Age of Ultron #7 Uses Action and Dialogue to Establish a New Status Quo

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ultron7Age of Ultron #7
Writer: Brian Michael Bendis
Pencillers: Brandon Peterson, Carlos Pacheco
Inker: Roger Martinez
Colorists: Paul Mounts, Jose Villarubia
Publisher: Marvel

So I think that Age of Ultron has basically become a less extreme Age of Apocalypse for the entire Marvel universe. There are lots of familiar faces in this issue, but they’re not who they seem. Luckily, there is a handy guide to the new incarnations of characters that show up in Age of Ultron #7. Brian Bendis throws some legitimate surprises and plot twists in this chapter of Age of Ultron. He has gone from his earlier work on the series which was a bunch of sitting around and debating ethics with a little splash of action at the end to turning the event into a plot and action-driven albeit with a lot of dialogue. Brandon Peterson’s art is also better suited for this brand of storytelling than Bryan Hitch who basically only drew bleak, futuristic cityscapes with androids flying around.

The story begins with yet another moral debate as Sue Richards tells Wolverine that Hank Pym’s creation of Ultron did some good things for the Marvel Universe, like “fathering” Vision who married the Scarlet Witch. However, Bendis doesn’t choose to dwell on this, but returns Sue and Wolverine back to the present. “Past” artist Carlos Pacheco does get to give the reader an excellent parting gift of a T-Rex attack and soaring pterodactyls as the story moves on to the present and possibly future. I’ll miss his retro-Bronze Age stylings and hope Marvel puts him on an X-Men book set in the 1970s.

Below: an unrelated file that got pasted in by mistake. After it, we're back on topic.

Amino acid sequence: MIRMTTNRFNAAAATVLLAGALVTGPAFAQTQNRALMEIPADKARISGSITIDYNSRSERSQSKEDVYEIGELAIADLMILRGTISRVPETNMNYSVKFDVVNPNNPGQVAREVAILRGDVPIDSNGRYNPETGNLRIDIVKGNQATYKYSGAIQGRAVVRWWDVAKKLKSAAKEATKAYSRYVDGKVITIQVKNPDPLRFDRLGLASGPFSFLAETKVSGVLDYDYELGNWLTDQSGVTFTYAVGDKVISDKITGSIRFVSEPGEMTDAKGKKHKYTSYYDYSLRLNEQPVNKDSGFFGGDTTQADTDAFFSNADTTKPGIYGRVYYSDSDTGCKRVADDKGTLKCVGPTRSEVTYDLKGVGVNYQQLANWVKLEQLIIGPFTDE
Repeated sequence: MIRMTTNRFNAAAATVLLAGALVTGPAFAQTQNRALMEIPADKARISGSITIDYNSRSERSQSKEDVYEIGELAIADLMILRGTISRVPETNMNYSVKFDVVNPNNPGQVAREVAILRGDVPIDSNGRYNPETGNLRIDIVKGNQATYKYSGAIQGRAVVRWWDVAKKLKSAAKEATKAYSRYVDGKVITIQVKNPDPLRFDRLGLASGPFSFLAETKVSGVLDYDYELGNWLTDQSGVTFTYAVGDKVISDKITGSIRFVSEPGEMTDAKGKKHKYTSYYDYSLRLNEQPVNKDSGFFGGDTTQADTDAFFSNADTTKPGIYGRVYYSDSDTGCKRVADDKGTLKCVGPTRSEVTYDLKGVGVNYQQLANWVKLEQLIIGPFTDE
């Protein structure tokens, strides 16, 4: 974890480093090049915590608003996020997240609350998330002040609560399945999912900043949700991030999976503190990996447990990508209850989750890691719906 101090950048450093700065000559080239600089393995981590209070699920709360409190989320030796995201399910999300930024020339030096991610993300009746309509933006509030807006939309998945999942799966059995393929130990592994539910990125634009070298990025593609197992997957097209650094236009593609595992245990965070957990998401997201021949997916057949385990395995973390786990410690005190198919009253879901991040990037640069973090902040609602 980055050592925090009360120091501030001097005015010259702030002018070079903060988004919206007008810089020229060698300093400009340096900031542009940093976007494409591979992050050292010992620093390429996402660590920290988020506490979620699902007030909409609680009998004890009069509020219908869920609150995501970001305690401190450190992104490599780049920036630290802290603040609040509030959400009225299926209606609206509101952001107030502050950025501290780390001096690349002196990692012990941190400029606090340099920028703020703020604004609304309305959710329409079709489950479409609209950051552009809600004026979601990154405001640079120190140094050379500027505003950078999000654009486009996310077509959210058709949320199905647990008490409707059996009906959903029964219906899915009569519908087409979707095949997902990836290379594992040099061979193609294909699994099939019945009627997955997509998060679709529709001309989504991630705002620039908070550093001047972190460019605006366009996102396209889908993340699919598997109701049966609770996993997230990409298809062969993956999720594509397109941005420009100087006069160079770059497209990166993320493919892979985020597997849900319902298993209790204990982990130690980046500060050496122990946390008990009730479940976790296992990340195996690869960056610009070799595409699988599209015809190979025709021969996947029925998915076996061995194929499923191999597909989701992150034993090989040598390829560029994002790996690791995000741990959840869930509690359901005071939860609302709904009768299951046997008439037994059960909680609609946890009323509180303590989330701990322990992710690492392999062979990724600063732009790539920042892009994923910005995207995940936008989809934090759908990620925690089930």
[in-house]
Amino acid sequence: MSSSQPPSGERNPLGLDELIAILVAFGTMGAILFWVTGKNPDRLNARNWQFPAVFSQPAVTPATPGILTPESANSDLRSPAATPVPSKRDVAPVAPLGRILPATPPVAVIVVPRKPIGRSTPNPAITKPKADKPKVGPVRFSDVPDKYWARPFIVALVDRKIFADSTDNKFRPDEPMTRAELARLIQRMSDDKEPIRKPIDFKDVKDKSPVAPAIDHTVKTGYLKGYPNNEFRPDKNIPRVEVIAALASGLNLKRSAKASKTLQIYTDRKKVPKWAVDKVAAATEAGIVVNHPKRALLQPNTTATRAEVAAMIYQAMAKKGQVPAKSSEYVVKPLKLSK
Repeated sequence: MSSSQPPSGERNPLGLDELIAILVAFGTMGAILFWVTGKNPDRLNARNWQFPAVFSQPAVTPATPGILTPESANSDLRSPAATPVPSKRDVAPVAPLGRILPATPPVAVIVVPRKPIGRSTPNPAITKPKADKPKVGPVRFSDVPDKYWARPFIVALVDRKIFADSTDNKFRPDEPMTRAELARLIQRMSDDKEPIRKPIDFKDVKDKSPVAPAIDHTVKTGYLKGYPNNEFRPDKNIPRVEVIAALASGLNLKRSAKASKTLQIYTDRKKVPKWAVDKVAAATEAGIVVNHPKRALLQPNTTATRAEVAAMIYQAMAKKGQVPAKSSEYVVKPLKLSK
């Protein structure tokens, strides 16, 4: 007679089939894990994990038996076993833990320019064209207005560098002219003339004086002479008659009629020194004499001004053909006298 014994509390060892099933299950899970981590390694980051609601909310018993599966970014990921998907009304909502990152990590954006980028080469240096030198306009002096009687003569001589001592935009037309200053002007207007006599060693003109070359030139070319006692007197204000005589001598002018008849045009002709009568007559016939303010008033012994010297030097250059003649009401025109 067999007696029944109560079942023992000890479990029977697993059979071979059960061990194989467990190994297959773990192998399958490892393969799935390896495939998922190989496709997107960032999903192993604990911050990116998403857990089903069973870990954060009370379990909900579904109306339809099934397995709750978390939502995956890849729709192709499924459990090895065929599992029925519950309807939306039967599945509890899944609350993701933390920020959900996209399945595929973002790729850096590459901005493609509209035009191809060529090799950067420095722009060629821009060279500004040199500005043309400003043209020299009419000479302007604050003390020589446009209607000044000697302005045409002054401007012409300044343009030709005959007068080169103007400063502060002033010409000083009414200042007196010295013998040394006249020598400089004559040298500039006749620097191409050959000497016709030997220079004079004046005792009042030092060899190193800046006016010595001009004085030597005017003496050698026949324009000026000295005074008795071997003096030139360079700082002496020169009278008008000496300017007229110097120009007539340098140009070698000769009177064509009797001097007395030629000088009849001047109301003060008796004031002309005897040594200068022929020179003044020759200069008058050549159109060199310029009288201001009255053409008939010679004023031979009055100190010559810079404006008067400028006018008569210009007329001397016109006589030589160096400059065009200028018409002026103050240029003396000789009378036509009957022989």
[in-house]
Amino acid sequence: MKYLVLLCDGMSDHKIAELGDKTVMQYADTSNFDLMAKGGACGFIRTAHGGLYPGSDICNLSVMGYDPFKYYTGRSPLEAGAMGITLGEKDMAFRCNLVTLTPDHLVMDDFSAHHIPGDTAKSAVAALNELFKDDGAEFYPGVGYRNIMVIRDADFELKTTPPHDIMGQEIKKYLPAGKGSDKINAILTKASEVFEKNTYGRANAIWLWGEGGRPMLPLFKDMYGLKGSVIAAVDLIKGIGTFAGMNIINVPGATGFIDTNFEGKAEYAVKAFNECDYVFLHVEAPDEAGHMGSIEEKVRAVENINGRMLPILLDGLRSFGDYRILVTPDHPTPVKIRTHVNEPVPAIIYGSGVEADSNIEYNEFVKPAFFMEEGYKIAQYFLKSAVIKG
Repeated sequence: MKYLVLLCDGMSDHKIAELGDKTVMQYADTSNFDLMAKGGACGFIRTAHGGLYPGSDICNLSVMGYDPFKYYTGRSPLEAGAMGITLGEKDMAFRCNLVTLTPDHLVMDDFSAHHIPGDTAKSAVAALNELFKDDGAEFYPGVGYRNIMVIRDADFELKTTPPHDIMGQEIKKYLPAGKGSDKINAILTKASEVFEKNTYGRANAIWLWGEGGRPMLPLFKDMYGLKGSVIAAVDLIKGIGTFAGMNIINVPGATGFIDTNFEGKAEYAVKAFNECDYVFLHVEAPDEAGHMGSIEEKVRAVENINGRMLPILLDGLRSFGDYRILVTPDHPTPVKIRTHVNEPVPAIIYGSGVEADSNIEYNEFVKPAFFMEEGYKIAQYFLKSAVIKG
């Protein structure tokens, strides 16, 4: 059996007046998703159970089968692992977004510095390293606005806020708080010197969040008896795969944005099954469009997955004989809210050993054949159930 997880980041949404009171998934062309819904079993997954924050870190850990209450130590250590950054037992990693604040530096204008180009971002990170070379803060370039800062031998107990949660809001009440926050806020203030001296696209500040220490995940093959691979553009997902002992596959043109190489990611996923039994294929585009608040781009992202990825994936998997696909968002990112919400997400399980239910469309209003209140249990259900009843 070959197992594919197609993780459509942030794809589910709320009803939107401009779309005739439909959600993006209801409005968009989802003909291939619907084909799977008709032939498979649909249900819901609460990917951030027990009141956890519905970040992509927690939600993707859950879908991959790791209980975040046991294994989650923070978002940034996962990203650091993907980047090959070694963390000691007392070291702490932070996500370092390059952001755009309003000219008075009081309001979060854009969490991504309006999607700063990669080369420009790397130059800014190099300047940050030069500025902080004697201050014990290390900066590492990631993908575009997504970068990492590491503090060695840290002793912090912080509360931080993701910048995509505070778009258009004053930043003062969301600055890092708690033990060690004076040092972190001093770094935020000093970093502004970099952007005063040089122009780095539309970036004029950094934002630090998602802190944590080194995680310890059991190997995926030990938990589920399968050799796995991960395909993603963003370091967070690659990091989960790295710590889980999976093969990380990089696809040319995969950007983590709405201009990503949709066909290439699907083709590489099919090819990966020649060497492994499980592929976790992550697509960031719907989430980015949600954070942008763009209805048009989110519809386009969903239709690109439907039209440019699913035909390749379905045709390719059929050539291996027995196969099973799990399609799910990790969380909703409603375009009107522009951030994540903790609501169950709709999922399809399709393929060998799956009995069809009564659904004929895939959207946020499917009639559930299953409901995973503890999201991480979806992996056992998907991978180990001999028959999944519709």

Brandon Peterson’s artistic vision of this alternate “present” looks like Blade Runner, but without the noir elements and the constant raining. Paul Mounts also uses a subtle color palette on the cityscapes putting most of his work in the garish costumes of this universe’s superhero team called The Defenders. This team is a verbose bunch, but they make their presence known through bombastic action instead of the exposition overload we got earlier in this event. Peterson really cuts loose with his costume design borrowing from different eras of Marvel comics, ranging from Wolverine’s brown costume in the 1980s to Cable’s pouch look in the 1990s, and Captain Marvel’s costume from the current Kelly Sue DeConnick run. Through the quick fire dialogue during the fight scenes, we learn a little about the state of things in this alternate universe. The Defenders’ Wolverine is a bit more feral, Reed and Sue Richards are missing, and someone very unlikely is in charge of things. Bendis doesn’t make this new universe a complete dystopia, like “Days of Future Past”, but whets the reader’s appetite just enough before dropping a cliffhanger for the next issue.WolverineWolverine

In the last couple issues, Bendis has picked up the pace of Age of Ultron, and the art hasn’t dropped in quality since Bryan Hitch’s departure after issue #6. After the shocked events of last issue, he drops the reader right into a brave new world unlike anything we’ve ever seen from Marvel. But he also makes room to develop characters. The fight and conversation between the two Wolverines sums up that character perfectly. There are familiar elements from stories like Age of Apocalypse, “Days of Future Past” (Wolverine and underrated female character pairing), and even Secret Invasion, but Bendis has placed his own stamp on this event that could have some big ramifications for the actual Marvel Universe. Peterson also shines in the art, not just in the set pieces, costumes, and cityscapes, but also in the smaller character moments. No one draws a better terrified Sue Storm than him.

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